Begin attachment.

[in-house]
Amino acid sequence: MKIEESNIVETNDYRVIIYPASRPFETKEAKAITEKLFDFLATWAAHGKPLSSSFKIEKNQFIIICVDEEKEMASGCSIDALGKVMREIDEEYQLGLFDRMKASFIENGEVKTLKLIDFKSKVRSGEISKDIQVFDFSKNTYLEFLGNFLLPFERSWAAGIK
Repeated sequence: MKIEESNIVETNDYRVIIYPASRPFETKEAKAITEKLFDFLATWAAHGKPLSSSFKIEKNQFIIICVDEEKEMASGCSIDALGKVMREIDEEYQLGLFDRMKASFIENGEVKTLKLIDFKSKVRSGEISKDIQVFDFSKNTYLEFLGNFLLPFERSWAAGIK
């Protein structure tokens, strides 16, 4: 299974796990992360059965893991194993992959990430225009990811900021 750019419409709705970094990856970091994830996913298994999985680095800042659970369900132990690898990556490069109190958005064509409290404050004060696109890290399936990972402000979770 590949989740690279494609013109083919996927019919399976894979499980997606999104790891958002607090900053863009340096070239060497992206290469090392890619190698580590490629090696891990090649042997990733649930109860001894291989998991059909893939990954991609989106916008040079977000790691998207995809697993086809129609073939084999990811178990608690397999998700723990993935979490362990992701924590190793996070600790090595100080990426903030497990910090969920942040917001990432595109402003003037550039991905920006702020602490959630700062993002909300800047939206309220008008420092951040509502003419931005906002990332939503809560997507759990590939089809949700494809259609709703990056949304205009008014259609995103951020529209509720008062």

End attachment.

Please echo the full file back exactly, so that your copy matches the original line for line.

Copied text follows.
[in-house]
Amino acid sequence: MKIEESNIVETNDYRVIIYPASRPFETKEAKAITEKLFDFLATWAAHGKPLSSSFKIEKNQFIIICVDEEKEMASGCSIDALGKVMREIDEEYQLGLFDRMKASFIENGEVKTLKLIDFKSKVRSGEISKDIQVFDFSKNTYLEFLGNFLLPFERSWAAGIK
Repeated sequence: MKIEESNIVETNDYRVIIYPASRPFETKEAKAITEKLFDFLATWAAHGKPLSSSFKIEKNQFIIICVDEEKEMASGCSIDALGKVMREIDEEYQLGLFDRMKASFIENGEVKTLKLIDFKSKVRSGEISKDIQVFDFSKNTYLEFLGNFLLPFERSWAAGIK
């Protein structure tokens, strides 16, 4: 299974796990992360059965893991194993992959990430225009990811900021 750019419409709705970094990856970091994830996913298994999985680095800042659970369900132990690898990556490069109190958005064509409290404050004060696109890290399936990972402000979770 590949989740690279494609013109083919996927019919399976894979499980997606999104790891958002607090900053863009340096070239060497992206290469090392890619190698580590490629090696891990090649042997990733649930109860001894291989998991059909893939990954991609989106916008040079977000790691998207995809697993086809129609073939084999990811178990608690397999998700723990993935979490362990992701924590190793996070600790090595100080990426903030497990910090969920942040917001990432595109402003003037550039991905920006702020602490959630700062993002909300800047939206309220008008420092951040509502003419931005906002990332939503809560997507759990590939089809949700494809259609709703990056949304205009008014259609995103951020529209509720008062």